conclusions that this is a good algorithm in general even though that is going to

be the case. So let's next go and actually define the

algorithm generally. So if you have a general graph, what does

it mean to start somewhere and grow a mold, span one more vertex each

iteration, always proceeding greedily until you are done.

So lets spell out the pseudo code on the next slide.

So here is Prim's minimum spanning tree algorithm.

We're going to start with just two lines of initialization.

We're going to maintain a set of vertices, capital X.

This is meant to the be the vertices that we span so far.

Again, we need some seed vertex from which to start the process.

It doesn't matter where, which one we pick.

We're going to get the same tree no matter what, so just call it little s.

That's an arbitrary vertex from which we start growth.

The other thing we're maintaining is, of course, the tree.

So that's initially going to be empty. We're going to add one edge to it in each

iteration. An invarient that we are going to

maintain throughout the algorithm is that the edges that currently reside in the

set capital T span the verticies that currently reside in the set capital X.

Then we're going to have our main while loop.

this is the workhorse of the algorithm. And it's very similar to the one in

Dijkstra's algorithm. Namely, each iteration is responsible for

picking one edge crossing the current frontier.

advancing to include one new vertex. And again, it's going to be greed.

The criterion's going to be different, in fact, simpler, than with Dijkstra's

Algorithm instead of looking at links. We're just going to say, what's the

cheapest edge that allows us to span a new vertex?

So the loop's going to keep going, as long as there are vertices that we don't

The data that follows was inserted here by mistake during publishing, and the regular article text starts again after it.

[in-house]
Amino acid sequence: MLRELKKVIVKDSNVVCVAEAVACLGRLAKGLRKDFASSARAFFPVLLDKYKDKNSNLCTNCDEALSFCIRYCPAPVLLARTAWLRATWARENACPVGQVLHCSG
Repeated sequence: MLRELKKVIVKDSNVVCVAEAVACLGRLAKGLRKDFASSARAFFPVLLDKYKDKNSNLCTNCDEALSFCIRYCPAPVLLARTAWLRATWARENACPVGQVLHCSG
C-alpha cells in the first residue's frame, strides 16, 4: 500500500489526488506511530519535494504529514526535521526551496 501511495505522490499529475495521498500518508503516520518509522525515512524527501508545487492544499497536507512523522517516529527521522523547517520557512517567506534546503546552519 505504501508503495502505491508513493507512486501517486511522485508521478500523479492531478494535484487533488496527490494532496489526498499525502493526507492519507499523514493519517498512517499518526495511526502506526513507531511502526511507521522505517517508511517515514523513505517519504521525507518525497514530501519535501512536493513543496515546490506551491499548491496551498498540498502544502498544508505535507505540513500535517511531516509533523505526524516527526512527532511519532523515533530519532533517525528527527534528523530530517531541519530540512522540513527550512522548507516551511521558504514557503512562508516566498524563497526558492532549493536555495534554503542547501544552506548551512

yet span. And then what we do is we search to the

edges that allow us to span a new vertex. So which edges are those?

Well we want there to be one endpoint in the set X of vertices we already have our

tree spanning and we want the other end point to be non-redundant, so we want it

to be outside of X. So if we have an edge that crosses the

frontier in this sense, one endpoint in X, in endpoint outside that's how we

increase the number of spanned vertices by one in an iteration.

So if E is the cheapest edge amongst all of those that cross the front here with

one end point on either side, that's the one we're going to add to our tree so far

capital T in this iteration, it's end point that's not already in capital X,

that's going to be the very text that we add to X in this iteration.

And again the semantics of an iteration is that we're trying to increase the

number of spanned vertices while paying as little as possible, that's the sense

in which a prim's algorithm is a greedy algorithm.

So as usual with a greedy algorithm, this seems natural enough, but it's not at all

clear that it's correct, that it always computes in minimum spanning tree.

In fact, if you think about it's not even obvious, it actually computes a spannin

tree at all, minimum or otherwise, but it is correct.

Let's make that statement precise on the next slide.

So the key claim is that Prim's Algorithm is correct.

Given any connected input graph, it is guaranteed to output a spanning tree with

minimum possible cost. So before we delve into any details, let

me just finish this video by telling you about the proof plan.

We're going to prove this theorem in two parts.

First, we're going to establish that it outputs some spanning tree.

Maybe, maybe not minimum. Even that's non trivial.

Then we'll worry about arguing that the spanning tree output actually is one of

minimum cost. Both parts of the proof are interesting.

For part one to argue that we output some spanning tree, we're going to review some

preliminaries about graphs and about cuts and about spanning trees and graphs.

For part two to argue optimality, we're going to rely on a very neat property of

spanning trees, minimum spanning trees called the cut property.

I'm happy to report so that the work that we do here and in both parts will bear

further fruit later we're going to reuse these ingredients when we prove the

correctness of another MST algorithm named McCrustgrals algorithm.

For those of you who would much rather talk about running time than correctness

don't worry your time will come after we wrap up this correctness proof I'll

address how do you implement prim's algorithm quickly in particular using

heaps we'll get the running time down to the near linear bound of O of M log n.